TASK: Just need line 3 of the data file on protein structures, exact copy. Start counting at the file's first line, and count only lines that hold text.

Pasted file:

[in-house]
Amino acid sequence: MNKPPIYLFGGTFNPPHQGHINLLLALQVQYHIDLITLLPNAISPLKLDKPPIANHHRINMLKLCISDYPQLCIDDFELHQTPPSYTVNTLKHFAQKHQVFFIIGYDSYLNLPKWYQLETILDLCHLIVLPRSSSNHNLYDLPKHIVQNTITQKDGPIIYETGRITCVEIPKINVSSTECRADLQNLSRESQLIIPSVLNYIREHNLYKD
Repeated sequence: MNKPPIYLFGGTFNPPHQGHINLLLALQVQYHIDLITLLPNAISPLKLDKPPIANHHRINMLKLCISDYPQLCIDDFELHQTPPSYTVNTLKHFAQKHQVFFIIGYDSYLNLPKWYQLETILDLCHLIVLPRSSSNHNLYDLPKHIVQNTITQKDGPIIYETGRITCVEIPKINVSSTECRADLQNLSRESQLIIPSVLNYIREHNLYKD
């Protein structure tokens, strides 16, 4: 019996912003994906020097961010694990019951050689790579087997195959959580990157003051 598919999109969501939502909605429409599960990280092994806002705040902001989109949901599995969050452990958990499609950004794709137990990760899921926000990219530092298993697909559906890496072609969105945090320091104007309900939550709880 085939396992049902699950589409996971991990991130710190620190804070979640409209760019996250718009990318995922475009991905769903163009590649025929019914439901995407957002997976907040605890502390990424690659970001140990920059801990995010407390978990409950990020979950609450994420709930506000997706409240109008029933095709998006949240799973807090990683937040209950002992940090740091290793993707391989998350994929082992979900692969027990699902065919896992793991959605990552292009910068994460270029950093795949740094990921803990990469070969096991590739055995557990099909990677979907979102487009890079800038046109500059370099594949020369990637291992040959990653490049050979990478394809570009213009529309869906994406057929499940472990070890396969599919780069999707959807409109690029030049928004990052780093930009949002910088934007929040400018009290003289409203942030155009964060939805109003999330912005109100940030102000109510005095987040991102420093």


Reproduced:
Repeated sequence: MNKPPIYLFGGTFNPPHQGHINLLLALQVQYHIDLITLLPNAISPLKLDKPPIANHHRINMLKLCISDYPQLCIDDFELHQTPPSYTVNTLKHFAQKHQVFFIIGYDSYLNLPKWYQLETILDLCHLIVLPRSSSNHNLYDLPKHIVQNTITQKDGPIIYETGRITCVEIPKINVSSTECRADLQNLSRESQLIIPSVLNYIREHNLYKD